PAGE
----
Private well owners enjoy having full control over their water supply. But the production of their well is dependent, of course, on groundwater, and groundwater levels can fluctuate. They may fall due to heavy withdrawals, for example. Aquifers also rise and fall, seasonally and otherwise, based on the amount of natural input they receive from moisture infiltrating the soil.
That means that a prolonged dry spell can cause groundwater levels to drop significantly, enough to impact the output from your well.
Groundwater Levels and Dry Spells
As we alluded to, it’s normal for groundwater levels to fluctuate based on a seasonal cycle. In spring, melting snow and abundant rain raises the level to what’s often its yearly peak. As plant water uptakes during the growing season and, in some areas, as stretches of dry weather kick in, aquifer levels often slowly decline throughout the summer and into the early fall. Fall rains and easing vegetation demand often translate to a rise in groundwater levels before winter’s frozen soil and snowpack stabilizes things.
Extended stretches of little or no rain reduce groundwater recharge. The impact of drought on aquifer levels can be exacerbated by intensified demand from well-water users. Sometimes groundwater drops low enough for a well to go dry. Unsurprisingly, shallow wells tend to be more vulnerable during rainless periods.
Certainly, and hopefully, the level may go back up, but there may be a critical period with diminished or no output from your well. And occasionally, groundwater depletion may be extreme enough or result in some other shift in groundwater movement that the well will remain dry for good, without some remedy.
Evaluating Well Water Level & Performance
It’s important to note that there are many reasons why a well may diminish in output or stop producing water altogether, and even during a dry spell, the issue may not have to do with groundwater levels. A failing well water pump is a common cause, but the problem may also be a malfunctioning pressure switch, clogging or corrosion of piping, or a leak, among other things.
This points to the importance of having a well-water specialist check out your well if you’re concerned it may be going dry. The nature of a well’s source, underground water confined in bedrock, means it’s not always easy to determine whether aquifer drawdown occurs. Inspection and well-performance tests can help sort through the possibilities and identify the underlying reason for the decreased production.
What to Do During a Drought
Well owners should pay close attention and implement water-conservation measures at the onset of drought. Reducing the amount of water you’re using and changing the pattern of your water usage can sometimes help you avoid getting to the point of a dry well. Shortening your showers, only doing full laundry or dishwasher loads, collecting rainwater for use in the yard and garden, and other measures are all examples of sound water-conservation strategies.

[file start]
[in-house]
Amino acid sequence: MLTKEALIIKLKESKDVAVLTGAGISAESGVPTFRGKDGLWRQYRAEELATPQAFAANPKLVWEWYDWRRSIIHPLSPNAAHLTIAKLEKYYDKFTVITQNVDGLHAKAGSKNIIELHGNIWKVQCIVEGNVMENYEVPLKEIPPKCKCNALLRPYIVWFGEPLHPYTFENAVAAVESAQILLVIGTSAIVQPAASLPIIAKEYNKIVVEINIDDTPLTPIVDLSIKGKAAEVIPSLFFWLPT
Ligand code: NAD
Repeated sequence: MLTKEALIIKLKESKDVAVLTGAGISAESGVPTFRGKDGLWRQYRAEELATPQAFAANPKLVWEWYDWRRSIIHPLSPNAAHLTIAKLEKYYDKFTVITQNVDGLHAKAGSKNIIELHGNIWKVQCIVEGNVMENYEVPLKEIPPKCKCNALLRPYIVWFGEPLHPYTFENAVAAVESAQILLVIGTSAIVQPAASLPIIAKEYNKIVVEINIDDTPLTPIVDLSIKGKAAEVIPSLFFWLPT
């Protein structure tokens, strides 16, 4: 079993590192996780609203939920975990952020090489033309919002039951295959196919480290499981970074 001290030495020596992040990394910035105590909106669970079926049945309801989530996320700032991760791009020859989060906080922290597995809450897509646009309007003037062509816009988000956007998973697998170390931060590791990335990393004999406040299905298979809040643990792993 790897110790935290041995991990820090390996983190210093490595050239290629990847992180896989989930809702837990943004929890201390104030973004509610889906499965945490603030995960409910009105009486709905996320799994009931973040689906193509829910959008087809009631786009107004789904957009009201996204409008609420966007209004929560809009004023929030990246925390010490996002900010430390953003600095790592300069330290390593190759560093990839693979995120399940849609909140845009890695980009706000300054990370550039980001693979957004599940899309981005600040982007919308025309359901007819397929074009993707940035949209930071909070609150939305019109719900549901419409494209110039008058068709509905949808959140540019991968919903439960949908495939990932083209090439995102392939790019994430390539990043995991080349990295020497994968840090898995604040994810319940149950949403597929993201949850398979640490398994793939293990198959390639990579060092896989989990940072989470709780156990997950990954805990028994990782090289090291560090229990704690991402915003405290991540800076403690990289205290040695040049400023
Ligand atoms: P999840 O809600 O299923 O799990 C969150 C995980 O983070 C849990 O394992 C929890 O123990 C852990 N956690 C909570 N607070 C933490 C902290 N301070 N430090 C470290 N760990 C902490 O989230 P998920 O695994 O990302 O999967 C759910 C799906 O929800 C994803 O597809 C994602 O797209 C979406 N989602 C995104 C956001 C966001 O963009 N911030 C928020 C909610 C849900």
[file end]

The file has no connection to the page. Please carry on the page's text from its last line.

If your neighbors also rely on wells, it’s a good idea to touch base with them during a pronounced dry spell so you all can coordinate a bit when it comes to lessening and spacing out water demand.
Keep close tabs on your well’s performance during a drought. If your pump is cycling on and off at a frequent pace, sometimes a response to diminished water levels, you may need to turn it off to avoid burning out the motor. Investigate the issue, preferably with a well-water professional, to determine whether the problem is faulty equipment or dropping groundwater levels.
Look for other clues to a diminished water level, such as sediment appearing in your well water or the sound of sucking air from your pump. Having your well water tested during a dry spell and on the heels of it is a good idea because low water levels can sometimes increase sediment and contaminants.
Drought Solutions From Greco & Haines
Here at Greco & Haines, we bring almost 60 years of experience serving well owners all across Connecticut to the table. We can help you evaluate your well’s performance during a dry period and identify solutions if reduced output continues.
Sometimes lowering a submersible well pump is all that’s required, at least in the short term. Maybe a pump upgrade will help address the problem! More drastic situations may necessitate deepening the well or even drilling a new one.
We can conduct the necessary tests to determine whether low groundwater levels are responsible for diminished well output — and, of course, to pinpoint and remedy any other causes as well as assess your water quality to make sure drawdown isn’t promoting potentially harmful contamination. We also can supply larger or extra storage tanks, which is another possible solution for enduring dry spells and temporarily lower well-water levels.
Greco & Haines offer service 365 days a year — with no extra charge for weekends and holidays! For more information about our well water services in CT, contact us today via our online contact form or call any time! 203-735-9308 or 203-777-2256 or Call Toll-Free from any CT Area Code 1-800-922-2958